Every so often I find myself in a loving little Lutheran church on Sunday mornings. A friendly usher stands next to our pew as I flash her my best “I’d love to but, you know, food allergies and all” smile and wave her on. But it’s not just the food allergies.
A few months back, because I was feeling exceptionally brave, I closed my eyes in an attempt at reverence and meditation, mentally opening up a box I’d kept super-glued for years. The label on the box read: Pre-Communion Prayer.
Suddenly, as if I’d crashed through an emotional wormhole, I wasn’t sitting in a pew next to my husband; I sitting in the youth group portable with my tiny plastic communion cup and itty-bitty cracker balanced on my thigh, crying.
The evangelical church I was raised in only did communion once a month, so when we did do it we made a pretty big fuss about it. The lights were often turned down low, the worship band would sing a soft chorus about our utter wretchedness and lack-of-even-a-speck-of-goodness on repeat. And we’d be instructed to wait to ingest our tiny cup of grape juice (we didn’t serve wine, that would’ve been too Catholic for us) and tiny square cracker until we’d patched up our relationship with God.
In a way, communion was like the religious version of when your parent says, “I just want you to sit there and think about what you’ve done.” Everything had to be confessed, even the sins you didn’t remember committing because those showed that you didn’t take breaking God’s Law seriously enough to even bother paying attention.
If communion was being served at the front of the sanctuary (rather than being passed around on a plate) and we were told to come when we were ready, I was usually one of the last people out of my chair. I’d pray so much; I’d pray so hard. I’d feel so guilt-ridden that I’d always cry. At the time if anyone had noticed they might have thought of it as piety, but looking back I can see where my religious trauma came from.
There was a lot of guilt, shame, and self-hatred hanging in the air.
The official Christian term for “Just sit there and think about what you’ve done” is meditating on your depravity. And unfortunately, it was a spiritual discipline I made a point of incorporating into my daily devotions from the time I was young because I knew communion once a month just wasn’t enough time for me to confess my sins and meditate on my wretched state.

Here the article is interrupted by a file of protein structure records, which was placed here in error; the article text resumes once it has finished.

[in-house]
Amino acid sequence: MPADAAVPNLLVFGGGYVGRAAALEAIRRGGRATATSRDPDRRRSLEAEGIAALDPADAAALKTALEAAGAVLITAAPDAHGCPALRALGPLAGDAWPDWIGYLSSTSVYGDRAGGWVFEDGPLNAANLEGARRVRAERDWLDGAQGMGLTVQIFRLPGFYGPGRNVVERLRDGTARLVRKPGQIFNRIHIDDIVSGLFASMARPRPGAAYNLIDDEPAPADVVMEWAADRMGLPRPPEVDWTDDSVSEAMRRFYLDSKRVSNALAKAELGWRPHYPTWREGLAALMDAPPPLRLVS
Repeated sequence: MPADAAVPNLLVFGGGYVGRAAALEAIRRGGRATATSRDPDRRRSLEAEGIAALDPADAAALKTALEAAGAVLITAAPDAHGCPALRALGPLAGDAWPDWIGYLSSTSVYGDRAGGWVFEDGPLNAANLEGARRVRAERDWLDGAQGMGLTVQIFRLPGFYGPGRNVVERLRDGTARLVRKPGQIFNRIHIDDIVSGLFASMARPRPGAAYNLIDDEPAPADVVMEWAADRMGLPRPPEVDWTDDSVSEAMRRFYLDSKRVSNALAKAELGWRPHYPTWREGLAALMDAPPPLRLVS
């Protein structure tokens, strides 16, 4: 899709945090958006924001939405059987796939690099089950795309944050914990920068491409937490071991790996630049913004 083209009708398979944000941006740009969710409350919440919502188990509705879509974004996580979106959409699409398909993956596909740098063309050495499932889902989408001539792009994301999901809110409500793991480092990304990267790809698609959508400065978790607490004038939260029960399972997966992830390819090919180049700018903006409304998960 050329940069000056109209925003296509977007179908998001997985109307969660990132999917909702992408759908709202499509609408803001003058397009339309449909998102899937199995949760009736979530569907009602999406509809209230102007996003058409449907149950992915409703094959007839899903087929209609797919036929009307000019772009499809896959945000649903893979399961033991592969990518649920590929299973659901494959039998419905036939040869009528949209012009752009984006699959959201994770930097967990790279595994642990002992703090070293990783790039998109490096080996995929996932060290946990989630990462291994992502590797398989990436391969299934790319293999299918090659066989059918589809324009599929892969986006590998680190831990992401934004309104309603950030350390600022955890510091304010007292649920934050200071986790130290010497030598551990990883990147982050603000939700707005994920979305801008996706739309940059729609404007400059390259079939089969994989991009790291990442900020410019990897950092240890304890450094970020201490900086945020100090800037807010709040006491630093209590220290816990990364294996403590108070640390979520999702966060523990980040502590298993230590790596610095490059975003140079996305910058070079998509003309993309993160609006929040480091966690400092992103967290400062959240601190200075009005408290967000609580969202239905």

Total depravity, the doctrine that I was completely bad to the bone, shaped not only my quiet time with God but how I viewed humanity generally and myself specifically.
To this day if someone says, “You deserve [insert a good thing that just happened]” part of me flinches because I’ve been told so many times that I don’t deserve anything good. If I were to truly get what I deserve, children’s Sunday school teachers and pastors and parents taught me, I’d be damned to do the backstroke in a lake of hellfire for all eternity. When someone says something kind like, “You’re a good person” a heresy-shudder runs down my spine, even though I don’t believe it is heresy anymore. When someone says I’m perfect just the way I am, I can’t help lowering my eyebrows at the beautiful but spiritually suspicious words.
This is my self-worth, broken for You. This is my self-esteem, poured out for You.
I forced my eyes open as my heart raced, my self-worth crumbled, and my eyes began to fill with the all too familiar guilt-ridden tears. The moment of reflection was over. Not a single person sitting around me in the little Lutheran church was crying. There was no pre-communion guilt-tripping by the pastor like I had experienced growing up in toxic church. There was no guilt-inducing mood music. The lights hadn’t even been dimmed. But I felt as if I was going to start shaking.
“This is my body, broken for you,” the pastor recited in his warm, friendly voice as we moved on to communion. Just breathe, I told myself. Just breathe. “This is my blood, poured out for you.” Just breathe.
This originally appeared on Kelsey’s blog KelseyMunger.com where she regularly writes about many things, including spirituality, religious trauma, and healing.